tabula rasa

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tabula rasa


Tabula Rasa


(Latin, “smoothed tablet” or “clean slate”), a term used in sensationalism to describe the mind in its primary blank state, that is, before it has acquired any knowledge through external sensory experience—as, for example, the mind of a newborn infant. The notion of tabula rasa appears in Plato, Aristotle, and the Stoics, as well as in later philosophers, such as Albertus Magnus and Thomas Aquinas, who developed it from a theological standpoint. T. Hobbes and P. Gassendi compared the mind to a slate on which experience leaves its marks. The term came into wide use after J. Locke, who adopted it in his critique of the theory of innate ideas (see Locke’s Essay Concerning Human Understanding).

References in periodicals archive ?
4 million in the TABULA RASA project, which was used alongside a 1.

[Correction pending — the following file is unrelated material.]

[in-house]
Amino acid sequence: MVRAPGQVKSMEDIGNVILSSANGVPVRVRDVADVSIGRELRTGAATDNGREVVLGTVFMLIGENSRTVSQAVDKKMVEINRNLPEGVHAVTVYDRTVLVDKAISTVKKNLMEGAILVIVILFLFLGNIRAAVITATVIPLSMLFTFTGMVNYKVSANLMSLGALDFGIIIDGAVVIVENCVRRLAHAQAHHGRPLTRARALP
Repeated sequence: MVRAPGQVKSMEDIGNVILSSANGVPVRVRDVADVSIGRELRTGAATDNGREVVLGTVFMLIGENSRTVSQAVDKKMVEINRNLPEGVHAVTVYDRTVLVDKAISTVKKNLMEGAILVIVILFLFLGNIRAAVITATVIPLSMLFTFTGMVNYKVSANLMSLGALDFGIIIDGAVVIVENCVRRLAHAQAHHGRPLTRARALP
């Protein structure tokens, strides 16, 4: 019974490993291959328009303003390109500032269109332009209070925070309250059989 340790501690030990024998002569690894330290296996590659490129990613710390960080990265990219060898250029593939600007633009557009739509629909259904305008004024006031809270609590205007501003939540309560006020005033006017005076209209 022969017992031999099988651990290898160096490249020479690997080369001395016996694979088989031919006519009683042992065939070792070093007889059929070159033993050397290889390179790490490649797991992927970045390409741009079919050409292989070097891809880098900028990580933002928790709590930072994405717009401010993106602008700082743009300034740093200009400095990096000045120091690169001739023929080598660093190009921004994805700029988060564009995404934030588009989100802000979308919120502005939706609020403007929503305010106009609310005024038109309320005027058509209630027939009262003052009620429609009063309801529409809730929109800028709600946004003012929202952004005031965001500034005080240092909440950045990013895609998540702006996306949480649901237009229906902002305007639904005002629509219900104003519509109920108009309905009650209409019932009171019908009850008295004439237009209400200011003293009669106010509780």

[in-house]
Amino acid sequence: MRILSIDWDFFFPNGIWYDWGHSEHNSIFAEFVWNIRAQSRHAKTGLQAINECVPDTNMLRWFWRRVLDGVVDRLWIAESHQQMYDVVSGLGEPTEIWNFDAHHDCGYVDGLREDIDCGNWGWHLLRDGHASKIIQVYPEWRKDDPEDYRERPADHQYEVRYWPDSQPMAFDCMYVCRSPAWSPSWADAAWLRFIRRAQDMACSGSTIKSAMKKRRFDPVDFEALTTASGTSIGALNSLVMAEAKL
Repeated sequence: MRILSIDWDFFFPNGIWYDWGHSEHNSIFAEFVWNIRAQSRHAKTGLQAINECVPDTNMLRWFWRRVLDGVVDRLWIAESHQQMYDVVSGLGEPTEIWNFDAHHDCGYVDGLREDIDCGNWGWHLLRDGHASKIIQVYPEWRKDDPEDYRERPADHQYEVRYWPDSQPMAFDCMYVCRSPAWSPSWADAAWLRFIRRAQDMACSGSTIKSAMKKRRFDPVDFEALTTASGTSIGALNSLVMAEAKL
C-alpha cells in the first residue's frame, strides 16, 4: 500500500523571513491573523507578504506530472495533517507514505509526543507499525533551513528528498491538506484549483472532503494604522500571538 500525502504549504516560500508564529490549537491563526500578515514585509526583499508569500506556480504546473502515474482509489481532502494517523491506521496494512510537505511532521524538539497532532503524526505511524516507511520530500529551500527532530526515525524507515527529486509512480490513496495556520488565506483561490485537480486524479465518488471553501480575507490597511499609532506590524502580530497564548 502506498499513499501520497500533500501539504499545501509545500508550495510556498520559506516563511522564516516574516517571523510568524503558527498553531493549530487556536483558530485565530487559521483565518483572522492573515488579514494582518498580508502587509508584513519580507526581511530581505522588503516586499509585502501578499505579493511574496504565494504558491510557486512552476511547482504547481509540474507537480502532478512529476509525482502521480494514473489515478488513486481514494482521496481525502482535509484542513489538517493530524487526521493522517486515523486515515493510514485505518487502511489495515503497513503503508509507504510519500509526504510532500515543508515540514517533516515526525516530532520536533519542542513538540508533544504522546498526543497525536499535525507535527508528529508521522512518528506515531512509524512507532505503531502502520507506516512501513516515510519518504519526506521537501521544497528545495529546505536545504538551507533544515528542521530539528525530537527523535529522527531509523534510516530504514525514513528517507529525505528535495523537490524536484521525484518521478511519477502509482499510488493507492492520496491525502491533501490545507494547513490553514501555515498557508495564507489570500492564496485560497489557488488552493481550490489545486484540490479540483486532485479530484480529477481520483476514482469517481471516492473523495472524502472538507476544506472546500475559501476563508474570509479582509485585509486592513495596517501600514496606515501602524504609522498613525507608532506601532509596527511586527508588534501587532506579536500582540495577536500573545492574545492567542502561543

In his proposal, Entwistle took the tabula rasa philosophy which showed aspects Corbusier's Ville Contemporaine, with few concessions to the genius loci.
From Singapore, though, you can draw conclusions: history will disappear; the tabula rasa will be the norm; control will be episodic, proceeding through enclaves, so that it won't generate an overall coherence; the skyscraper--Bigness--will be the last remaining typology.
There was no massive destruction in the Second World War, and perhaps as a result, none of the dreadful '60s tabula rasa planning mania which sorely afflicted the so many old European towns ranging from Britain to Finland.
The man-made landscape for him is equally a complex network of interacting forces that must be understood and accommodated before a new gesture is added - and there is never a tabula rasa.
To do this, he must fundamentally question the ground as tabula rasa.